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With 192 lasers and temperatures more than three times hotter than the center of the sun, scientists hit — at least for a fraction of a second — a key milestone on the long road toward nearly pollution-free fusion energy.
Researchers at the National Ignition Facility at the Lawrence Livermore National Lab in California were able to spark a fusion reaction that briefly sustained itself — a major feat because fusion requires such high temperatures and pressures that it easily fizzles out.
The ultimate goal, still years away, is to generate power the way the sun generates heat, by smooshing hydrogen atoms so close to each other that they combine into helium, which releases torrents of energy.
A team of more than 100 scientists published the results of four experiments that achieved what is known as a burning plasma in Wednesday’s journal Nature. With those results, along with preliminary results announced last August from follow-up experiments, scientists say they are on the threshold of an even bigger advance: ignition. That’s when the fuel can continue to “burn” on its own and produce more energy than what’s needed to spark the initial reaction.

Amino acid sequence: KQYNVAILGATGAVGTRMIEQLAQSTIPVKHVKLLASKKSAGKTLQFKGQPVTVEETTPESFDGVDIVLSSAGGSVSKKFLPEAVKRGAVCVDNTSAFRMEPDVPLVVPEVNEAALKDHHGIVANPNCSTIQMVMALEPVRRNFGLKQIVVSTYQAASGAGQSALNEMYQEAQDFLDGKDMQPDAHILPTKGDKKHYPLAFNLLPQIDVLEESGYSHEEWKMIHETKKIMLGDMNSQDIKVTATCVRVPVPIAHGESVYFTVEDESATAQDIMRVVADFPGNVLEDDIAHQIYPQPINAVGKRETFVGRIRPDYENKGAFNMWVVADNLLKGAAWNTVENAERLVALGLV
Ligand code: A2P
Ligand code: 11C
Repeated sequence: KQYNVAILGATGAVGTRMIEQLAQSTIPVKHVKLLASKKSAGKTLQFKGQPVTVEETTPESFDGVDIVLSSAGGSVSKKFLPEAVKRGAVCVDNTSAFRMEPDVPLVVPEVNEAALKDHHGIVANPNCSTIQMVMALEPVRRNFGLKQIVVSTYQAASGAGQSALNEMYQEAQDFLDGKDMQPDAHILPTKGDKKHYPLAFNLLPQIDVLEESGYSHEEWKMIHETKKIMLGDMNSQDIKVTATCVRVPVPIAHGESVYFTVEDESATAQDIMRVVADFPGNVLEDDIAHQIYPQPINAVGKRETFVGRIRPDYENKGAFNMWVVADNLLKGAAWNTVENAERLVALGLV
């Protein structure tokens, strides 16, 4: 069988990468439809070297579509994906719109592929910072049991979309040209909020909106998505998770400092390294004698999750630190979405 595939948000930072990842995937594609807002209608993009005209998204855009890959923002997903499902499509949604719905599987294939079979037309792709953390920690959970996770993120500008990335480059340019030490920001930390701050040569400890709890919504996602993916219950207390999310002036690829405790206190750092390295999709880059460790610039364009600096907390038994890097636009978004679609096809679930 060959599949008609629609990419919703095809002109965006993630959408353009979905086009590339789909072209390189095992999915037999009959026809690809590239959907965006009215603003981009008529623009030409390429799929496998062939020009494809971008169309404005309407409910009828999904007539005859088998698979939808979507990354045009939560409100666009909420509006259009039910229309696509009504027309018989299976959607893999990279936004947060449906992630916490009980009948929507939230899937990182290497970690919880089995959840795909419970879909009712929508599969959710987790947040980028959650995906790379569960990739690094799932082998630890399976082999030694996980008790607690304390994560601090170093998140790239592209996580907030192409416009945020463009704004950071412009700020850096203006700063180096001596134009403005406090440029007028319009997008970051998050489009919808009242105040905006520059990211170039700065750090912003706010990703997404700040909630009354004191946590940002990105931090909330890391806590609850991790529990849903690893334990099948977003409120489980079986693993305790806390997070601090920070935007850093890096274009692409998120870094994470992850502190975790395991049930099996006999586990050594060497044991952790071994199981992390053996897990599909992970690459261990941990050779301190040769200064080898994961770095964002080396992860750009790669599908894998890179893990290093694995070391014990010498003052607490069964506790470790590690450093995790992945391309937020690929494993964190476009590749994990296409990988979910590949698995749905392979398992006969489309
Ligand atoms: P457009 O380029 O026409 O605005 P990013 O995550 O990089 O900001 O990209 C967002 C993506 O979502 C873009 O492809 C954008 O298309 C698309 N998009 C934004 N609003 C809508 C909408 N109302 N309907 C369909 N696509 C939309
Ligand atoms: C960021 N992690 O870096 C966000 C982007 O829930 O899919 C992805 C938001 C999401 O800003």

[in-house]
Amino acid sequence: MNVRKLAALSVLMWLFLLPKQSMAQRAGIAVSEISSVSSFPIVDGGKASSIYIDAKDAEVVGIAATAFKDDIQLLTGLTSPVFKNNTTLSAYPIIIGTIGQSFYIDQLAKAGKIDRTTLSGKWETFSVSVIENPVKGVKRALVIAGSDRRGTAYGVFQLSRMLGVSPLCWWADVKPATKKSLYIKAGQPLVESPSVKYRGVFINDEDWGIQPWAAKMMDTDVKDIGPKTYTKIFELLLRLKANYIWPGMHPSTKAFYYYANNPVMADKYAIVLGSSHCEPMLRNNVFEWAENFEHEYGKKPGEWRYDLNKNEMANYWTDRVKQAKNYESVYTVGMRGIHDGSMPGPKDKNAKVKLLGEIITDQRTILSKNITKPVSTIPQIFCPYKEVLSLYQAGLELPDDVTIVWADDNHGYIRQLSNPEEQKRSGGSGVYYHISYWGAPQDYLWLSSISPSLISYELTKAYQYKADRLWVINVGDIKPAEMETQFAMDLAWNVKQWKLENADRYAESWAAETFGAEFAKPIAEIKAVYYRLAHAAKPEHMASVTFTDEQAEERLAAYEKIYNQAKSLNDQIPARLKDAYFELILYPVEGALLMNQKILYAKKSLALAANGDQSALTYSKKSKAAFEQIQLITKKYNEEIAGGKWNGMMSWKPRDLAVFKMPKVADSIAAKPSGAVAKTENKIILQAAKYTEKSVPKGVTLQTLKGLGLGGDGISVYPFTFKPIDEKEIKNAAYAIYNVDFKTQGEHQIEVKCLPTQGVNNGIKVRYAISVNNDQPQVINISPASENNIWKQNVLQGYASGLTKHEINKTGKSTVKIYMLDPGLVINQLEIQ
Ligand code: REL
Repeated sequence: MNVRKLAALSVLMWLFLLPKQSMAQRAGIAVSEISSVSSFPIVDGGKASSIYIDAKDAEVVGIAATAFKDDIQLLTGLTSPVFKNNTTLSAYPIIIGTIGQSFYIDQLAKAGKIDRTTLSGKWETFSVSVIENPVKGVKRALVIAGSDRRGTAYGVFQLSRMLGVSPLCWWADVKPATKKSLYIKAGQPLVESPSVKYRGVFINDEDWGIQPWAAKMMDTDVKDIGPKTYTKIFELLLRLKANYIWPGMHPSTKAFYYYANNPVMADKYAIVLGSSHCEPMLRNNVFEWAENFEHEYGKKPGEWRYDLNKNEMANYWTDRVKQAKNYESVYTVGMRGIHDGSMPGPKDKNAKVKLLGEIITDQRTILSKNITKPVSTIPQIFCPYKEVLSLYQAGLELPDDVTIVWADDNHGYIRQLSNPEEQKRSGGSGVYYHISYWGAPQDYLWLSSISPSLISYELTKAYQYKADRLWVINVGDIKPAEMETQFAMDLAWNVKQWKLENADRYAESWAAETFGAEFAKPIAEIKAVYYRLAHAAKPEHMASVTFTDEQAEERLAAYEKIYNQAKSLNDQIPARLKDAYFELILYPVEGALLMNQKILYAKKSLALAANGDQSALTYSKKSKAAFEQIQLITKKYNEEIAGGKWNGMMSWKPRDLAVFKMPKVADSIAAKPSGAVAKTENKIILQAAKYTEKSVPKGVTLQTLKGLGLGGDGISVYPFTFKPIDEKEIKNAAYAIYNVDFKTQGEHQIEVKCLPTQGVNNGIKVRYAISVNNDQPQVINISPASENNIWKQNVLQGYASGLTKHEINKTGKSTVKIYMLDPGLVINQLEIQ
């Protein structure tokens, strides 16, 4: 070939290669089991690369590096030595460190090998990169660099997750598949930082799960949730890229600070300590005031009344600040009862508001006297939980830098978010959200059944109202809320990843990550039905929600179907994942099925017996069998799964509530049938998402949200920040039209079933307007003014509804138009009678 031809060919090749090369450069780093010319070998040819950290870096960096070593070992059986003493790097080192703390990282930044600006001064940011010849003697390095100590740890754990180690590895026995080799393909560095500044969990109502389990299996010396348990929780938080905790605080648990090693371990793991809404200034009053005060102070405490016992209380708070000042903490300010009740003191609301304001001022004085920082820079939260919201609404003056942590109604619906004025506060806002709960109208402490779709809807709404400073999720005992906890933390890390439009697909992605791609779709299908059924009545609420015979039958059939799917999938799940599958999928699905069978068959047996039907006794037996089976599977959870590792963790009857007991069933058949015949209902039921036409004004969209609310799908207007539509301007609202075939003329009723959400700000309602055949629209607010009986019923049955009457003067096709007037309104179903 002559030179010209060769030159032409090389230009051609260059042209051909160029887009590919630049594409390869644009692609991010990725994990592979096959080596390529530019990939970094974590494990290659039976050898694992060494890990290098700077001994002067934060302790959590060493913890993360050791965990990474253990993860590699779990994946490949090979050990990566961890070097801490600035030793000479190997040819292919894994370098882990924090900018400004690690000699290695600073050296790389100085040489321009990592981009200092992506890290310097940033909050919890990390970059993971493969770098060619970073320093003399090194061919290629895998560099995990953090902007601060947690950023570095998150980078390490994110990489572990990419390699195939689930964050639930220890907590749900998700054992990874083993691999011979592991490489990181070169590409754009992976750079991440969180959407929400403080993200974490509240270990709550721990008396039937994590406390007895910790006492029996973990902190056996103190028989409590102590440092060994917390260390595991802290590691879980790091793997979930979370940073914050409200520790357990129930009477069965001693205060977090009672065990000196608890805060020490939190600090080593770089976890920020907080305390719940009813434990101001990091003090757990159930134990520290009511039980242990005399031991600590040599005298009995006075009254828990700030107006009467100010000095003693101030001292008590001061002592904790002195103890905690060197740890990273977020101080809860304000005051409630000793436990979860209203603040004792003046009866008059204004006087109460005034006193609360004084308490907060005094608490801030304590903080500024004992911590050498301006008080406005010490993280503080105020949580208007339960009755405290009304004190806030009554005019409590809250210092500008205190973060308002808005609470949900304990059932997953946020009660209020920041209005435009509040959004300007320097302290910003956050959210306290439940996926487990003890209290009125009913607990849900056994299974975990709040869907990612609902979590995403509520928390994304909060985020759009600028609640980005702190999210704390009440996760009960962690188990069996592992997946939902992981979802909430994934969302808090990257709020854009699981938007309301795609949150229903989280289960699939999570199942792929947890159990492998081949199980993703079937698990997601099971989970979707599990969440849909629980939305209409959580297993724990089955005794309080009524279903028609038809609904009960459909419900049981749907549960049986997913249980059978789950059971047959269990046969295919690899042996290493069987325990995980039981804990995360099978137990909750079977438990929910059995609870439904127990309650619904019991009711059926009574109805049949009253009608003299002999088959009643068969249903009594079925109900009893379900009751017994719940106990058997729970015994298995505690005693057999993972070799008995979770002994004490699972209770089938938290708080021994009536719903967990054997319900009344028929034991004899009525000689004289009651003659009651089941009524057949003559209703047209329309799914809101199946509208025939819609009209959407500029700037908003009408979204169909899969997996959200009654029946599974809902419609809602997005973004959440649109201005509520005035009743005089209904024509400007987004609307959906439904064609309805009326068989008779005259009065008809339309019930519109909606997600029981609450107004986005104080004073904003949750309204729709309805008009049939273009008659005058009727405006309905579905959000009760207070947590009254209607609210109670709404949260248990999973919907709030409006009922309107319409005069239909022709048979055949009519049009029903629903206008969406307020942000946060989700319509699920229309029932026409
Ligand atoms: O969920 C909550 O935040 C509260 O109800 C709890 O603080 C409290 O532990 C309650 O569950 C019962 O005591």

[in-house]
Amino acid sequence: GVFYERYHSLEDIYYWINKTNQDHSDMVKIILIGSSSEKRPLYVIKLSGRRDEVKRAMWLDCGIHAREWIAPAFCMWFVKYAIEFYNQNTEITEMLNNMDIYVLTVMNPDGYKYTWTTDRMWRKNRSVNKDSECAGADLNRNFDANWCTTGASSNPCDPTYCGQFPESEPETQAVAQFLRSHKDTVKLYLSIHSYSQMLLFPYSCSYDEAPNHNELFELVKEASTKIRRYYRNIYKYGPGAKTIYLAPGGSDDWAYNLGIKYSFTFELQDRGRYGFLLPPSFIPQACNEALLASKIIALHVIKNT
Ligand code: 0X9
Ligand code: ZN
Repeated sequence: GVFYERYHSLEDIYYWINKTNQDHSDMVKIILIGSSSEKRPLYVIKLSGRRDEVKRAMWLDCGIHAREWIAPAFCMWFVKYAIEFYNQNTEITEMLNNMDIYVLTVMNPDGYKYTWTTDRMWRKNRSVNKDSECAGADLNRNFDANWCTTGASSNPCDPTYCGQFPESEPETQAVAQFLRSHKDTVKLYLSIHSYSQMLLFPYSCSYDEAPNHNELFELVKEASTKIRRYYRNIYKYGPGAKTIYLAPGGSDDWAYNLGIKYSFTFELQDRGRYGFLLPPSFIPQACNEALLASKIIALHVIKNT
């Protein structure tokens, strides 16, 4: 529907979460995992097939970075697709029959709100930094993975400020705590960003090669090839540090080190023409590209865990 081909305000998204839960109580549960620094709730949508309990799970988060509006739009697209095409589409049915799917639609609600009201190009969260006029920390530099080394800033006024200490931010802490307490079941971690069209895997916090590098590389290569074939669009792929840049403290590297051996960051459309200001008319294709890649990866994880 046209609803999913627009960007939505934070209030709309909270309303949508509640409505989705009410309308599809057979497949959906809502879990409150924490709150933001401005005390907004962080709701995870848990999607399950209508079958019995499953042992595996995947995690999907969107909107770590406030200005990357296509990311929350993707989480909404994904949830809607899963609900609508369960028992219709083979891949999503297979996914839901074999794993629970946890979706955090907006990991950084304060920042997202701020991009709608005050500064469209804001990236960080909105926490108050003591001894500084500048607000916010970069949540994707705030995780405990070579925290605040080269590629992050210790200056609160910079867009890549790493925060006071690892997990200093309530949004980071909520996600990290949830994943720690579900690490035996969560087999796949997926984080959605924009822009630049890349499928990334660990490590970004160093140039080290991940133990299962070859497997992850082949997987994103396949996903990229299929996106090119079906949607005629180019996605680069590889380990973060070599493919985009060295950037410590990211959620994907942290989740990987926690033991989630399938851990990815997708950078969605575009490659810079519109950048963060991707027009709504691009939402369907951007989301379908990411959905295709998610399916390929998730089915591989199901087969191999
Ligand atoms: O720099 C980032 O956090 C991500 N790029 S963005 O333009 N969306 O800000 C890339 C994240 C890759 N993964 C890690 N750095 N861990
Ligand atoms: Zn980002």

“We’re very close to that next step,” said study lead author Alex Zylstra, an experimental physicist at Livermore.
Nuclear fusion presses together two types of hydrogen found in water molecules. When they fuse, “a small amount (milligrams) of fuel produces enormous amounts of energy and it’s also very ‘clean’ in that it produces no radioactive waste,” said Carolyn Kuranz, a University of Michigan experimental plasma physicist who wasn’t part of the research. “It’s basically limitless, clean energy that can be deployed anywhere,” she said.
Researchers around the world have been working on the technology for decades, trying different approaches. Thirty-five countries are collaborating on a project in Southern France called the International Thermonuclear Experimental Reactor that uses enormous magnets to control the superheated plasma.